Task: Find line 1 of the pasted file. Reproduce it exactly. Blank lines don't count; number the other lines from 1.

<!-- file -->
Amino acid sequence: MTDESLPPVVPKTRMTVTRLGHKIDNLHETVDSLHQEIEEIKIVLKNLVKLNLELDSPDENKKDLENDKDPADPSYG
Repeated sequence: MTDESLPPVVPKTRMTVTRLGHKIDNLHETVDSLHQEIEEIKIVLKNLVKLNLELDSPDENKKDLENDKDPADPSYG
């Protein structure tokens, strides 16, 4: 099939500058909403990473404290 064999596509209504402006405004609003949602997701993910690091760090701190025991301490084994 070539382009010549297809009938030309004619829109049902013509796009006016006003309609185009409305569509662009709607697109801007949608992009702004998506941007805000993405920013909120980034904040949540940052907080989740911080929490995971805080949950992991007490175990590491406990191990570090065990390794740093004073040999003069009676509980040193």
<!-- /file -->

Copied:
Amino acid sequence: MTDESLPPVVPKTRMTVTRLGHKIDNLHETVDSLHQEIEEIKIVLKNLVKLNLELDSPDENKKDLENDKDPADPSYG